Writers usually have a pretty difficult time getting picked up by publishers, and when they finally a partner, it’s not always a perfect relationship. Hawaiian author Kiana Davenport was recently released from her relationship with Riverhead publishers, a subset of Penguin, after they discovered another book of hers was being published elsewhere.
Riverhead was going to publish Davenport’s novel originally titled The Chinese Soldier’s Daughter until they found a collection of short stories available through Amazon’s self-publishing program. Riverhead and Penguin cancelled the contract, even though they had rejected Davenport’s collection years before, and are seeking to reclaim the $20,000 advance they paid for her new book.
Penguin and Riverhead argue that they have invested in the author’s career and their involvement in her writing goes into her career’s future, not just the book that is currently under contract. Publishing other works through another company could take a way form the reception of the book she has with them.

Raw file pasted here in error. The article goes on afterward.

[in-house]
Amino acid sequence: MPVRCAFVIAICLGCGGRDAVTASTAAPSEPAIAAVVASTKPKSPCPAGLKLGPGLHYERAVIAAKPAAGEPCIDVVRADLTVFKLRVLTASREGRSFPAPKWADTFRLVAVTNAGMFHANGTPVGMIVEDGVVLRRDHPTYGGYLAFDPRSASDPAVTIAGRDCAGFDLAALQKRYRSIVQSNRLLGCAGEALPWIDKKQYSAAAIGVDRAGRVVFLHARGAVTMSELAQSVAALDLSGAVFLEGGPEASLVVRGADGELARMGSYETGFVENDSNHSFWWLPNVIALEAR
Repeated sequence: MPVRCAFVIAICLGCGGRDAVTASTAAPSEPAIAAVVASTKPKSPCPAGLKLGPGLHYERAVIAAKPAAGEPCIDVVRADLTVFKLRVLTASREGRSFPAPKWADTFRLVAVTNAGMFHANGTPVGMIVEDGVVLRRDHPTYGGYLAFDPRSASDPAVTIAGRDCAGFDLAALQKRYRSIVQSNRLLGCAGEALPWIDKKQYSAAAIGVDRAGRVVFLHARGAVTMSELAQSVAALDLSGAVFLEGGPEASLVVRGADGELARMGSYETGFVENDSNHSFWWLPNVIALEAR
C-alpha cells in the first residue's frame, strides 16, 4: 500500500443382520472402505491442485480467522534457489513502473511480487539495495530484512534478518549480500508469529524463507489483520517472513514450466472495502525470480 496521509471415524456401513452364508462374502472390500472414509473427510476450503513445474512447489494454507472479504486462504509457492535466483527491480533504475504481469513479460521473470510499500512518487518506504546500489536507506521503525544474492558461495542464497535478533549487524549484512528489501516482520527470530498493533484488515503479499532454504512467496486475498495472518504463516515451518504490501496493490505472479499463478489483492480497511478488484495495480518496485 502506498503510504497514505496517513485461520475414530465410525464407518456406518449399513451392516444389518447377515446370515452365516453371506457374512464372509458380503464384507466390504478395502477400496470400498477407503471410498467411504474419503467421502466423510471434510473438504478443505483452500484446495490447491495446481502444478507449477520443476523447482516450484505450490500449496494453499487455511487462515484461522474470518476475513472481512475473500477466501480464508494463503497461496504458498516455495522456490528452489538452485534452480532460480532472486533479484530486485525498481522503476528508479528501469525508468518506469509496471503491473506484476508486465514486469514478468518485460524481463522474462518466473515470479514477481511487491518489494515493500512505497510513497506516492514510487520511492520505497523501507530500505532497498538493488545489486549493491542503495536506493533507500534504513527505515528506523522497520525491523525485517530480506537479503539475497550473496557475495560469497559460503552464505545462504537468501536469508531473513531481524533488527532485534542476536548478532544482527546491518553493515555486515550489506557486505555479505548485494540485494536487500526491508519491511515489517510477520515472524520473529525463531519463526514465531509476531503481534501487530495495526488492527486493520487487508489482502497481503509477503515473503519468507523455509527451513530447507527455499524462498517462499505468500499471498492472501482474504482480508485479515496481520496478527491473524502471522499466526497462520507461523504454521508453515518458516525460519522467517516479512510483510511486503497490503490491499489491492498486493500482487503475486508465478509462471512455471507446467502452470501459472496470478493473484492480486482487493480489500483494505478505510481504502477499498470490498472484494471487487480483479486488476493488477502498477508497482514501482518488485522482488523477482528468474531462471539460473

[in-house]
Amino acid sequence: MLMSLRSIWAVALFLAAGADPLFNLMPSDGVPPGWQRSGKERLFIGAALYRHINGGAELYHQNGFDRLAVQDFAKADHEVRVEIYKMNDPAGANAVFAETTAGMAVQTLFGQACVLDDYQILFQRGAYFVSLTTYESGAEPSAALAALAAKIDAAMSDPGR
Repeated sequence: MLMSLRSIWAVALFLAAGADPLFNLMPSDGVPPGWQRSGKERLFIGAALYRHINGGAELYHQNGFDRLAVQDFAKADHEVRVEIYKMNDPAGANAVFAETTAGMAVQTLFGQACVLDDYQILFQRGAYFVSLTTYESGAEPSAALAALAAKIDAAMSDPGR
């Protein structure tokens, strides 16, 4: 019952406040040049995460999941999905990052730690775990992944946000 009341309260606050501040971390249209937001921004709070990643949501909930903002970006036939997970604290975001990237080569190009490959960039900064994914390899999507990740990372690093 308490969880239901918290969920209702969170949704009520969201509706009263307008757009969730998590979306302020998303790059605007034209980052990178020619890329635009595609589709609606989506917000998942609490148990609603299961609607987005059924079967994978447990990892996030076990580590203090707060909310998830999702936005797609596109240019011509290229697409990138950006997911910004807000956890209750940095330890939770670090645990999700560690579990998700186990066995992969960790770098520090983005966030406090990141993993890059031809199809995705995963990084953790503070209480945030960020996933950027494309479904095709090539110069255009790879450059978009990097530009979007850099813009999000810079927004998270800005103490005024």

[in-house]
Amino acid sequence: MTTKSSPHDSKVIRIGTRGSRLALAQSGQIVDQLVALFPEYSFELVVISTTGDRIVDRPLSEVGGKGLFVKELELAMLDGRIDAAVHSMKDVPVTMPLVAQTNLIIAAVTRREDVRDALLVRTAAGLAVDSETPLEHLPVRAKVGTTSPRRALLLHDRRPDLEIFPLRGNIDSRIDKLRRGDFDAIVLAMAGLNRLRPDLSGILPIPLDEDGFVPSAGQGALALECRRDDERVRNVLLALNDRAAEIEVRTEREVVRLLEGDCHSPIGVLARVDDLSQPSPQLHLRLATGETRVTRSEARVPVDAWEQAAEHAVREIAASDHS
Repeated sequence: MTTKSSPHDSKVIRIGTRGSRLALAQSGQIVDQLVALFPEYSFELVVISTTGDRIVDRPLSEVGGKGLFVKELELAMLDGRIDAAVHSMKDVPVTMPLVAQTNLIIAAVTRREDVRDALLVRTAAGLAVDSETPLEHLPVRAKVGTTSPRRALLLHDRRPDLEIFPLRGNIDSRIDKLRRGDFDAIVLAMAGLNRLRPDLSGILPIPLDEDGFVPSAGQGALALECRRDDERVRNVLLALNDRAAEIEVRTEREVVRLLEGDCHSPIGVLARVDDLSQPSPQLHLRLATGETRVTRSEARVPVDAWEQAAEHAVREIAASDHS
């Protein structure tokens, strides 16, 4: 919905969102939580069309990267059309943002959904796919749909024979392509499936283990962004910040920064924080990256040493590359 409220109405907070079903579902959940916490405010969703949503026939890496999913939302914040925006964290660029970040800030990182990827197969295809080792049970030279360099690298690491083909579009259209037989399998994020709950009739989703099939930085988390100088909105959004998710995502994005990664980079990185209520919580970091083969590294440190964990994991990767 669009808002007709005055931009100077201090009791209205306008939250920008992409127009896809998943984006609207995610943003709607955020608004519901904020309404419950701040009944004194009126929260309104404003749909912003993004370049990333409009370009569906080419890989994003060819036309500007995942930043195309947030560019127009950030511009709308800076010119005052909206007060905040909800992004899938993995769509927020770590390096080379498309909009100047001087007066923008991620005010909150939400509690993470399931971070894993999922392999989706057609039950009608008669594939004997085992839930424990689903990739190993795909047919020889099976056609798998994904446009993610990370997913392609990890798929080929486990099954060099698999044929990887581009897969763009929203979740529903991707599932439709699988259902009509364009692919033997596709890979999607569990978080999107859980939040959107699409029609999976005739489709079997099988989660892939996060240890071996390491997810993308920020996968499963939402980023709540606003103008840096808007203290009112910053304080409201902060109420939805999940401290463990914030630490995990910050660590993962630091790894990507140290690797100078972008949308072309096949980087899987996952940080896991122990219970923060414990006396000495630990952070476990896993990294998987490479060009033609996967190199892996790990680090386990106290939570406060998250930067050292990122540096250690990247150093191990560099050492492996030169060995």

Davenport’s lawyer disagrees, saying that since they rejected the collection previously and another upcoming book she’s working on, Penguin no longer has an exclusive right to her works. A non-compete clause would typically forbid an author to seek publishing with a different company, but because Davenport’s book was rejected, it allowed her to take her work elsewhere.
Amazon will publish her book, retitled The Spy Lover through the same publishing technology as the collection.
Navigating a non-compete agreement can be a difficult situation, but an experienced New York non-compete lawyer can help. If you have questions about your future career and what a business contract means to you, contact the Law Offices of Jonathan M. Cooper for a free consultation.